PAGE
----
Plenty of switch-hitters still getting the job done

V-Mart, Melky, Crisp, Hamilton, Aybar represent some of game's best from both sides

Plenty of switch-hitters still getting the job done

There's a common thought going around baseball that switch-hitting is a bit of a lost art. Granted, there's no Mickey Mantle or Pete Rose or even a Ripper Collins out there in today's game, but there are plenty of players still getting it done from both sides of the plate.

Minus catcher Matt Wieters of the Orioles, who was coming into his own offensively this year (.308/.339/.500) before going out for the season with Tommy John surgery, and Red Sox outfielder Shane Victorino, who has long been a successful switch-hitting spark-plug but is also on the DL and has been solely batting right-handed since last year, here's a list of some of MLB's best switch-hitters:

1. Victor Martinez, 1B/DH, Tigers: This one isn't close, because Martinez is one of the best overall hitters in the game so far this year. Through Sunday, he had a line of .326/.384/.597 with 19 homers and 49 RBIs. He's walked 28 times with 22 strikeouts.

2. Melky Cabrera, OF, Blue Jays: The guy just keeps hitting. Entering Monday's action, Cabrera was cruising along to the tune of .303/.347/.476 with 11 homers, 38 RBIs and 48 runs scored, making him a huge reason the Blue Jays have been at or near the top of the American League East this year.

3. Coco Crisp, OF, A's: He's 34 and he's on pace to put up the best OPS of his career. Through Sunday, Crisp was batting .282 with a .377 on-base percentage and slugging .437. He's stolen 13 bases for the first-place A's and has added five homers, 25 RBIs and 39 runs.

4. Billy Hamilton, OF, Reds: The only question was whether he could get on base. After a horrendous start, he's getting on base, and when this guy gets on first, he often gets to second and third and home plate, too. Entering Monday, Hamilton had a more-than-respectable line of .273/.309/.396, four homers, 23 RBIs, 36 runs and 31 stolen bases.

5. Erick Aybar, SS, Angels: In addition to providing Gold Glove-caliber defense (Aybar won the award in 2011), he's been hitting this year, with a .283/.322/.423 line through Sunday, five homers, 18 doubles and 38 RBIs, which puts him on pace for a career-high total in that category -- by a lot.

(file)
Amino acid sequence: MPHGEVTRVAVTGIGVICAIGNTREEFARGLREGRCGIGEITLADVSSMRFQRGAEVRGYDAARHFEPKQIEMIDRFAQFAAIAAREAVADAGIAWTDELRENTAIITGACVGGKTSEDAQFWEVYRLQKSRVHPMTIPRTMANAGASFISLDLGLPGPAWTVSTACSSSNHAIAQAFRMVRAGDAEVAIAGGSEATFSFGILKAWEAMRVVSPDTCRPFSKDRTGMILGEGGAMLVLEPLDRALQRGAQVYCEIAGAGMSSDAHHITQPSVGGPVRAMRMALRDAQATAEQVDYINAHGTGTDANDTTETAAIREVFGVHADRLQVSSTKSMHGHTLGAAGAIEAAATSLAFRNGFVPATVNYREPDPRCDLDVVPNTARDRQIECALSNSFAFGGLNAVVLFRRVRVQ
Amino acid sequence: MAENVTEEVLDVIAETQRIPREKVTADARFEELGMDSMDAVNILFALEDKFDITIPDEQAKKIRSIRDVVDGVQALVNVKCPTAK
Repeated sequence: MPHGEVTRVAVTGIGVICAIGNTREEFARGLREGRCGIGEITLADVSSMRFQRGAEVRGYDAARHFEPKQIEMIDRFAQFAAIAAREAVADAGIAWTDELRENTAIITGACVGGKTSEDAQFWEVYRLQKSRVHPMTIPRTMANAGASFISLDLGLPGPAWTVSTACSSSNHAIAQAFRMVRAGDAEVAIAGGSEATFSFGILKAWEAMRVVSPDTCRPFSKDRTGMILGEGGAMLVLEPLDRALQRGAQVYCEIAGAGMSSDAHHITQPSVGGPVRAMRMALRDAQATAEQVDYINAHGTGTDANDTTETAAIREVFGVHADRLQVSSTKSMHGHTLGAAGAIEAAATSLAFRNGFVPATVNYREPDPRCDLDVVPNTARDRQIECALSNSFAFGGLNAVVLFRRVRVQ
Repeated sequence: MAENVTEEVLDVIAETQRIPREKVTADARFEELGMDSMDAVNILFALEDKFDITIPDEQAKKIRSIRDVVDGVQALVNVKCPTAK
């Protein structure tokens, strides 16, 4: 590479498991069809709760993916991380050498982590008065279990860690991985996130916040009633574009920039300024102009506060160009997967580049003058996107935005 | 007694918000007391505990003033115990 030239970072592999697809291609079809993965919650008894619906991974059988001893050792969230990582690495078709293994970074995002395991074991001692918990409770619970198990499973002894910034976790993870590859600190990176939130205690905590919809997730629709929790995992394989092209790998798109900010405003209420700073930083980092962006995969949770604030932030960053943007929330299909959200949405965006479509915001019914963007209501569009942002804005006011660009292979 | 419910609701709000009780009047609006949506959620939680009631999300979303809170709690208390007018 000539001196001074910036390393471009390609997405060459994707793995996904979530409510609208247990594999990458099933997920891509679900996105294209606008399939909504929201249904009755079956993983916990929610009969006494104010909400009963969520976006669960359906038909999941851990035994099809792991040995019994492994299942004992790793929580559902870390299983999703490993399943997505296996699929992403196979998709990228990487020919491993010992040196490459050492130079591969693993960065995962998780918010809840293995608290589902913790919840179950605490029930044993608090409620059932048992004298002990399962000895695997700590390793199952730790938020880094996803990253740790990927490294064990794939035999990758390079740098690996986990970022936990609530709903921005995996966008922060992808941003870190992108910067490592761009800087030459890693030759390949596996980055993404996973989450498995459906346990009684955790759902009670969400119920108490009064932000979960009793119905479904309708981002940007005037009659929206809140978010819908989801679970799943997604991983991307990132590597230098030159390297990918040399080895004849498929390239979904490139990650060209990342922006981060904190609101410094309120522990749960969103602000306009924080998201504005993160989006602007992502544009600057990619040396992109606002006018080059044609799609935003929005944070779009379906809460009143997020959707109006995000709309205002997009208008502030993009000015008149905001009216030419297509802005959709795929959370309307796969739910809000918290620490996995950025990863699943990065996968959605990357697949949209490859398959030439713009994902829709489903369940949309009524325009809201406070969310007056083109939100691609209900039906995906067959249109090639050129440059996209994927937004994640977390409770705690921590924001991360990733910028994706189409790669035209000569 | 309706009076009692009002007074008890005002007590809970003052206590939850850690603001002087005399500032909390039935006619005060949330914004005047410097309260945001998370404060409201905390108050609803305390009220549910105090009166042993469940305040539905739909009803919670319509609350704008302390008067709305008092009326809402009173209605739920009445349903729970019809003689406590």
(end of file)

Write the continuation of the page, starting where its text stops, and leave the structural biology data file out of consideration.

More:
6. Mark Teixeira, 1B, Yankees: The surgically repaired right wrist was a big concern entering this season, and there have been some cold snaps, but there's still some thunder left in Teixeira's bat. Through Sunday, the slugger had an OPS of .828 with 12 homers and 35 RBIs.

7. Jose Reyes, SS, Blue Jays: The dynamic shortstop has been banged up this year and hasn't found his usual offensive groove, but this is a dangerous hitter when he's right, and even with his struggles in 2014, he's still stolen 15 bases, walked 22 times and scored 37 runs.

8. Carlos Beltran, OF, Yankees: He's struggling this year at the plate, but Beltran would have to be in the Top 20 of most peoples' best all-time switch-hitters, particularly in the postseason, so that body of work gets him in this year's Top 10. The Yankees need him to get hot down the stretch, and his resume says he just might.

9. Pablo Sandoval, 3B, Giants: The Panda might never return to the glory of some of his early offensive seasons, but in 2014, he's been a solid contributor to the lineup of a first-place team, as his .268/.316/.430 line, nine homers and 33 RBIs entering Monday show.

10. Ben Zobrist, IF/OF, Rays: The numbers aren't there this year like they normally are (.250/.333/.375 through Sunday), but Zobrist's versatility and production over the years (33.1 career WAR, according to Baseball-Reference.com) earns him a spot on here via track record.

Also: Kendrys Morales, 1B/DH, Twins; Asdrubal Cabrera, SS, Indians; Carlos Santana, C/3B, Indians; Nick Swisher, 1B/OF, Indians; Jimmy Rollins, SS, Phillies; Angel Pagan, OF, Giants; Chase Headley, 3B, Padres; Everth Cabrera, SS, Padres; Jed Lowrie, SS, A's; Yangervis Solarte, IF, Yankees

Doug Miller is a reporter for MLB.com. Follow him on Twitter @DougMillerMLB. This story was not subject to the approval of Major League Baseball or its clubs.